I’m also womdering, in your context, where students are using technilogy to arrange face to face meetings, is this not surprising. I enjopy collaborative tech – I;m an especial fan of collaborative blogs for project work, backed up by a twitter backchannel – but for individuals who have the opportunity to schedule face to face collaboration with their groups, and where they are success oriented, or highgly motivated, the pressures to meet face to face are going to be sig ificant. Online collaboration is, often, more difficult. Not just for novices, but for those experienced with online tools. And for those who have not mastered the tells, techniques and modes of online collaboration, the efficiency cost of meeting online might be quite a big ask.

    If I know that I am more efficient ion face to face coillaboration, and I cna meet most of my team, and I’;m working on a project that;s going to be graded, I’m likely to bow to that efficiency pressure and go with face to face. Additionally, groups which are not functioning as well as they might, or are dysfunctional, may see the technology as the issue, especially iof they are unfamiliar with the etiquette and techniques for online collaboration. A mode of engagem,net which is perceived to be undermining efficiency, or causing group disharmony, amongst people who are randomly assigned together may, perhaps, accentuate the difficulties, resentments, and dysfunctional dynamics that build up. If I;m in a group thatls underperfoming on a project, and I;m motivated to do well, and I perceive that the technology is a contributor, I’ll resent the technology hugely, and, potentially avoid it.

    It goes against the grain, but it does make me consider building in the use of the collaboration tool, and a demonstration of that use, into both the rubric and the grading and assessment.

    Wow. Sorry about the essay. Thanks for posting such an hinest, fortright and clear account of your experience.

    • One of the thing you mention is:

      If I know that I am more efficient ion face to face coillaboration, and I cna meet most of my team, and I’;m working on a project that;s going to be graded, I’m likely to bow to that efficiency pressure and go with face to face

      One interesting aspect of this is that when account for travel time, the online meetings might actually be more efficient. But one thing I noticed is that my students are not good at “equivalent” time. Screen time is hard, and therefore, time moves slower in front of a screen. With that perception, things appear to take a lot longer when done online. I saw this directly with my question regarding how much time they were spending on the course. I asked them to compare to their other classes. Many reported spending 4-6 hours / week on the course and they felt that this load was much heavier than their other courses. However, there other courses involved a 3-hour face-to-face class plus required readings (and sometime written reflections) – so if they counted the 3 hour class, they would be spending at least 4-6 hours / week on their other courses as well. But face-to-face passes faster than screen time – and it isn’t given the same “weight” – especially to non-tech students who are sometimes biased against technology (or have a perception that screen time is evil).

      • That’s interesting…that discrepancy in perception. For all sorts of reasons.

        Re efficiency, I meant something slightly different, but related. There is the real possibility that for some, the amount that can be achieved, and the quality of those achievements might be greater in face to face meetings than in online collaboration. Specifically, if the burden of learning the tools, and learning the etiquettes and techniques is greater than the benefits ( becasue of the increased learning burden, because of the possibility that even with scaffolding their ability to collaborate online, during the project lifetoime, may not match their offline colaboration abilities, and because the transaction cvost – the cognbitive costs involved in transacting online, imncreased by the relative novelty – may detract from the resources available for the other learning, thinking and processing that needs to be done.)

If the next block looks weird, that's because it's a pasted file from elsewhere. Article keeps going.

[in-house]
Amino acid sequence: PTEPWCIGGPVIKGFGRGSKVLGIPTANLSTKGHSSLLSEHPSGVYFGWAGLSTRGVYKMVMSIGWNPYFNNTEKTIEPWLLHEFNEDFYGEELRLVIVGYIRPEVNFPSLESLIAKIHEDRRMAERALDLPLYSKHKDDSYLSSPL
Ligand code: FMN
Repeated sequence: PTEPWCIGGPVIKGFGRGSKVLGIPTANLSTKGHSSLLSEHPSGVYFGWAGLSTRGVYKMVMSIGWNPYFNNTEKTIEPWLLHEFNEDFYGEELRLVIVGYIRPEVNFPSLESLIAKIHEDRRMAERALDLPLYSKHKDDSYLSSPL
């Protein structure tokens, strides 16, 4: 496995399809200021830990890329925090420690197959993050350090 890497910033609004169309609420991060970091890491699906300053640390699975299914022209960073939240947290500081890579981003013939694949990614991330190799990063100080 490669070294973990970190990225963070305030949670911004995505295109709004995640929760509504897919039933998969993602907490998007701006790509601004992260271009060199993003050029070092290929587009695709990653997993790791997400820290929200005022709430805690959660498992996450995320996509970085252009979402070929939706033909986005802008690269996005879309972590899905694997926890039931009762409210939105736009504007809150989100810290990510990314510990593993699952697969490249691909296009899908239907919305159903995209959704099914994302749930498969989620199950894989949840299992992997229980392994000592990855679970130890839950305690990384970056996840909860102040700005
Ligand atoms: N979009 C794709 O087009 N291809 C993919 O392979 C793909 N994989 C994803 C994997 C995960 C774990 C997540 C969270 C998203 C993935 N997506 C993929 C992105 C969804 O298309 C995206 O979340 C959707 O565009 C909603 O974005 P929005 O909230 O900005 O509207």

The discrepancy you describe is really interesting to me – that gap in perception. It also reminds me of something similar, an effect wherein students devote less effort, time and persistance to media that they presume are going to be easier, and more effort and persistance – to a pojt, to media they figure are going to be difficult. Part of the effect involves those with experience with a particular media devoting less effort when they switch to a new medium. In the study, students with experience of online learning ( and who conceived of it;s difficulties realistiucally) devoted less time, and effort, to book based learning as they felt it would be easier.

        The students who had more experience with book based learning, devoted less time and effort to computer based learning,as they felt it would be easier.

        The study concluded that the right approach to maximise persistance and difficulty was, within reason, to give students materials in the medium they subjectively felt would be more difficult ( with the caveat from the authors other work that the material and mediu must feel and be achieveable). I think the resality is more complex than that – even in that study, student worked harder in media in which they had more experience, and percptions of difficulty and their mortivational effects are more nuanced perhaps…less answers here from me than questions!

        In your case, do you think it was just that students were discounting that class time for some reason, or that they focused on subjective feelings and experiences, or were they reflevcting a bias ( I don;t have experience with online learning, therefore online learning is more difficult for me, theerfore it required more effort, therefore I had to work harder and longer) or was it simply an absence of objective reference pints, planning or timetabling?